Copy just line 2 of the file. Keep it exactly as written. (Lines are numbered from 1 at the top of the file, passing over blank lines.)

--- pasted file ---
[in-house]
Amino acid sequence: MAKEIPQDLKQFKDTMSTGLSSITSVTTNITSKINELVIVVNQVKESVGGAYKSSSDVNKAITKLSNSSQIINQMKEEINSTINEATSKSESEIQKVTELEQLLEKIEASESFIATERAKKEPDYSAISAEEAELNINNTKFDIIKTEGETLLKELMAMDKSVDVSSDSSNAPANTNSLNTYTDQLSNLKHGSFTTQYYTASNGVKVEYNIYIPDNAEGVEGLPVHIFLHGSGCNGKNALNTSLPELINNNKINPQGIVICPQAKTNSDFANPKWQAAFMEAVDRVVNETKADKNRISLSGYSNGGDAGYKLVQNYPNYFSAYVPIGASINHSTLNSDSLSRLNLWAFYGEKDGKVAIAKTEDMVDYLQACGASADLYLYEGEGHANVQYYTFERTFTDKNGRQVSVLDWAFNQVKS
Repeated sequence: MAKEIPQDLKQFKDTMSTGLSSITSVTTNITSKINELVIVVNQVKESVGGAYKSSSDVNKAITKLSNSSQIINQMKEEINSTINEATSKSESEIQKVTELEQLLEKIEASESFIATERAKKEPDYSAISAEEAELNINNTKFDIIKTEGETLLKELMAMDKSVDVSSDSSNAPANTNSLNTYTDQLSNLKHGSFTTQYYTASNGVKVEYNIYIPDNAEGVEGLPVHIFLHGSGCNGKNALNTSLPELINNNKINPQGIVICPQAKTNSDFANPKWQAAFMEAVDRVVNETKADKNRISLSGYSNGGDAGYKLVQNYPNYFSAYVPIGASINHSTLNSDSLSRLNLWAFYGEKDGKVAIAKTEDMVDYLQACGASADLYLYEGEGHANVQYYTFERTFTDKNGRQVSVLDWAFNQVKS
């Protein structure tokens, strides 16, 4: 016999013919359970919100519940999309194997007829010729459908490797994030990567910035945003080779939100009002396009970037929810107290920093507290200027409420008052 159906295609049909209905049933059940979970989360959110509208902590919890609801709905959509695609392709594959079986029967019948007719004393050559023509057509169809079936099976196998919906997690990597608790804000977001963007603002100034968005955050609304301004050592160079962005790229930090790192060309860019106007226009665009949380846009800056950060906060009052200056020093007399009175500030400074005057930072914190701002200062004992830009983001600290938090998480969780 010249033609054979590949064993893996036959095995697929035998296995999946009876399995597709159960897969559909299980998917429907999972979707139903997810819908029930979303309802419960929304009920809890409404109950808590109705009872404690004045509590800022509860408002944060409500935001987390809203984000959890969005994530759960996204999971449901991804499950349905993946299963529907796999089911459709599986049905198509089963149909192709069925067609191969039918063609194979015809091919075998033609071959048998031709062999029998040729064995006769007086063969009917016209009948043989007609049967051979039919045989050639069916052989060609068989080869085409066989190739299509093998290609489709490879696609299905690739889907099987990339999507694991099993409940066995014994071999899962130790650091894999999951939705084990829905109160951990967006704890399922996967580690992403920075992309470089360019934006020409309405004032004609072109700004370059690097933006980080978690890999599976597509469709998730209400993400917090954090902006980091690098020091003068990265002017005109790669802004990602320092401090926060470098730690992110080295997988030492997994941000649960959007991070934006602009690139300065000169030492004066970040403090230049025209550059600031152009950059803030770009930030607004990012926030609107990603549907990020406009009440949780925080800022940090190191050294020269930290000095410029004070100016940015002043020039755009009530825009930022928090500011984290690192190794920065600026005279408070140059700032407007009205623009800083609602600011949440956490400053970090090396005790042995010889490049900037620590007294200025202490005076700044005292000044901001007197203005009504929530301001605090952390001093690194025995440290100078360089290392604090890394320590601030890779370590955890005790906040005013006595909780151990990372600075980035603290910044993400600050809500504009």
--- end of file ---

Amino acid sequence: MAKEIPQDLKQFKDTMSTGLSSITSVTTNITSKINELVIVVNQVKESVGGAYKSSSDVNKAITKLSNSSQIINQMKEEINSTINEATSKSESEIQKVTELEQLLEKIEASESFIATERAKKEPDYSAISAEEAELNINNTKFDIIKTEGETLLKELMAMDKSVDVSSDSSNAPANTNSLNTYTDQLSNLKHGSFTTQYYTASNGVKVEYNIYIPDNAEGVEGLPVHIFLHGSGCNGKNALNTSLPELINNNKINPQGIVICPQAKTNSDFANPKWQAAFMEAVDRVVNETKADKNRISLSGYSNGGDAGYKLVQNYPNYFSAYVPIGASINHSTLNSDSLSRLNLWAFYGEKDGKVAIAKTEDMVDYLQACGASADLYLYEGEGHANVQYYTFERTFTDKNGRQVSVLDWAFNQVKS